What to Expect on Safari in Tanzania

What to Expect on Safari in Tanzania

The word “safari” comes from the Swahili language meaning “journey,” but a safari is more than a journey – it’s a life changing and mind-opening experience, and something to definitely move to the top of your bucket list now that international travel has opened up.

Tanzania offers one of Africa’s most dynamic safari adventures, whether explored on its own or paired with another East African destination. Bordering Kenya to the north, the Indian Ocean to the east, and Rwanda to the west, twenty five percent of Tanzania has been designated as a conservation area. It boasts multiple UNESCO World Heritage sites, the largest national parks and Mt. Kilimanjaro, the highest mountain in Africa. Most travelers come for the Serengeti’s “Great Wildebeest Migration,” the largest movement of animals in the world, but there is plenty of wildlife to view year-round including the big five (elephant, lion, leopard, buffalo, rhino).

On my itinerary, after spending time on safari in Kenya, we flew from Nairobi’s Wilson airport to Kilimanjaro International Airport, Tanzania, and from there, hopped onto a quick flight by bush plane to Lake Manyara Airstrip.

Photo by Leif Blessing on Pexels.com

A safari in Tanzania includes six-to-eight-hour daily game drives conducted by a professional guide to designated protected areas in a pop-up roof style 4×4 vehicle. Most safari vehicles come fully equipped with cold beverages, binoculars, charging ports, and wifi. You will become fully immersed in local knowledge about the landscape, flora, and wildlife encountered along the way. Often a “walking safari” can be arranged and a highlight of the day will be lunch enjoyed outdoors “in the bush.”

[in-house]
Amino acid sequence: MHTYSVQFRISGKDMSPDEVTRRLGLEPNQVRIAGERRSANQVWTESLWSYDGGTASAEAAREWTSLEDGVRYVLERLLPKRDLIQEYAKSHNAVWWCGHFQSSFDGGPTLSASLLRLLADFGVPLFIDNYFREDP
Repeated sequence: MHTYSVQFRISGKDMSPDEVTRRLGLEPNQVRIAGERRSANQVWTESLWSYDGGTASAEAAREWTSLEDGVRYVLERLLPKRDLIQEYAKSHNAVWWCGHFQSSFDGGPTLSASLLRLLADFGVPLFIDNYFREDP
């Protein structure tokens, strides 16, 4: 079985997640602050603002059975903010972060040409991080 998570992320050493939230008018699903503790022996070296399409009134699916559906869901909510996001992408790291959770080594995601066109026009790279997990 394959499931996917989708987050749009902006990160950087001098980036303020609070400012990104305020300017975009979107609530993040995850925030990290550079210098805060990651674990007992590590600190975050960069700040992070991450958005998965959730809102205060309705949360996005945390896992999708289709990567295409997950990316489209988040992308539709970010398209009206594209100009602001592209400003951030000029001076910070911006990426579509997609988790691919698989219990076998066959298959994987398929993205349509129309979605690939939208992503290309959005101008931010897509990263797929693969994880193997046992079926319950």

There are several locations you can include in your Tanzania itinerary based on how much time you have allotted to your trip. Traveling between the various locations will be by 4×4 vehicle or bush plane, depending on travel distances and budget. Here are a few top locations to consider:

Ngorongoro Crater:
A UNESCO World Heritage site, this three million year old volcanic caldera is known for its incredible population density of animals that call this fertile 100 square mile grazing area home.

Lake Manyara National Park:
Stretched out at the base of the Rift Valley (a lowland region that forms where Earth’s tectonic plates move apart), its shores are populated by more than 500 bird species including thousands of pink flamingoes. If you look up, you might also catch site of tree climbing lions!

Olduvai Gorge:
This “Cradle of Mankind” holds the earliest evidence of the existence of our human ancestors. The Leakey family and fellow paleoanthropologists, discovered human fossils dating back two million years. The forest, swamp, and grasslands are home to monkeys, baboon, jackals, spotted hyena, bull elephants, hippo, and dark maned lions.

Tarangire National Park:
Hosts one of the largest populations of elephants in its vast savannah dotted with giant iconic baobab trees. During dry season, herds of zebra, wildebeest, and their predators (lions, cheetahs, leopards) make their way to this area because of its large river, an important water source.

Arusha National Park: